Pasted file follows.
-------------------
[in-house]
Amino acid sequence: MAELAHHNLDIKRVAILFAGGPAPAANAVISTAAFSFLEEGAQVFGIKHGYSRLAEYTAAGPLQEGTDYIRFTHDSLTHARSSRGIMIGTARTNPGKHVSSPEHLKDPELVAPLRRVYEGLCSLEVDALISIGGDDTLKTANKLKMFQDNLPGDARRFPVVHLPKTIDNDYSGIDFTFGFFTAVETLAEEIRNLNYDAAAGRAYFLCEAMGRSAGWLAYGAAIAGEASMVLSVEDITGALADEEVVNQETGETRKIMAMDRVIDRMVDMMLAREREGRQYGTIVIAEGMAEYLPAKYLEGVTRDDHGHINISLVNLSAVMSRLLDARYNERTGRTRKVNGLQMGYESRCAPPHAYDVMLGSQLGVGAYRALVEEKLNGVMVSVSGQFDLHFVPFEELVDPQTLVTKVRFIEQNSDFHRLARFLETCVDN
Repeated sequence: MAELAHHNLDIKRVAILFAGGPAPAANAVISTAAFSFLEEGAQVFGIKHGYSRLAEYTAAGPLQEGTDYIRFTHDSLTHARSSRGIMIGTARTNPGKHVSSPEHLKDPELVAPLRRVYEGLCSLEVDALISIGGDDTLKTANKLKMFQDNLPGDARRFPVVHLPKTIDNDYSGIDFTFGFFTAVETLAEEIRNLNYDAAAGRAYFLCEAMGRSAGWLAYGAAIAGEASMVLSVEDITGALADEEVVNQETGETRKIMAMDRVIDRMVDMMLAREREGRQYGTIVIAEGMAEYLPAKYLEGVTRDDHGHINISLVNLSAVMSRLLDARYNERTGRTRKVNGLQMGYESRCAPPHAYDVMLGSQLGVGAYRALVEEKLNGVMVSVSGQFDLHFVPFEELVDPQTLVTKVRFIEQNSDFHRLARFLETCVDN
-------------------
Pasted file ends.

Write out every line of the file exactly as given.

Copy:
[in-house]
Amino acid sequence: MAELAHHNLDIKRVAILFAGGPAPAANAVISTAAFSFLEEGAQVFGIKHGYSRLAEYTAAGPLQEGTDYIRFTHDSLTHARSSRGIMIGTARTNPGKHVSSPEHLKDPELVAPLRRVYEGLCSLEVDALISIGGDDTLKTANKLKMFQDNLPGDARRFPVVHLPKTIDNDYSGIDFTFGFFTAVETLAEEIRNLNYDAAAGRAYFLCEAMGRSAGWLAYGAAIAGEASMVLSVEDITGALADEEVVNQETGETRKIMAMDRVIDRMVDMMLAREREGRQYGTIVIAEGMAEYLPAKYLEGVTRDDHGHINISLVNLSAVMSRLLDARYNERTGRTRKVNGLQMGYESRCAPPHAYDVMLGSQLGVGAYRALVEEKLNGVMVSVSGQFDLHFVPFEELVDPQTLVTKVRFIEQNSDFHRLARFLETCVDN
Repeated sequence: MAELAHHNLDIKRVAILFAGGPAPAANAVISTAAFSFLEEGAQVFGIKHGYSRLAEYTAAGPLQEGTDYIRFTHDSLTHARSSRGIMIGTARTNPGKHVSSPEHLKDPELVAPLRRVYEGLCSLEVDALISIGGDDTLKTANKLKMFQDNLPGDARRFPVVHLPKTIDNDYSGIDFTFGFFTAVETLAEEIRNLNYDAAAGRAYFLCEAMGRSAGWLAYGAAIAGEASMVLSVEDITGALADEEVVNQETGETRKIMAMDRVIDRMVDMMLAREREGRQYGTIVIAEGMAEYLPAKYLEGVTRDDHGHINISLVNLSAVMSRLLDARYNERTGRTRKVNGLQMGYESRCAPPHAYDVMLGSQLGVGAYRALVEEKLNGVMVSVSGQFDLHFVPFEELVDPQTLVTKVRFIEQNSDFHRLARFLETCVDN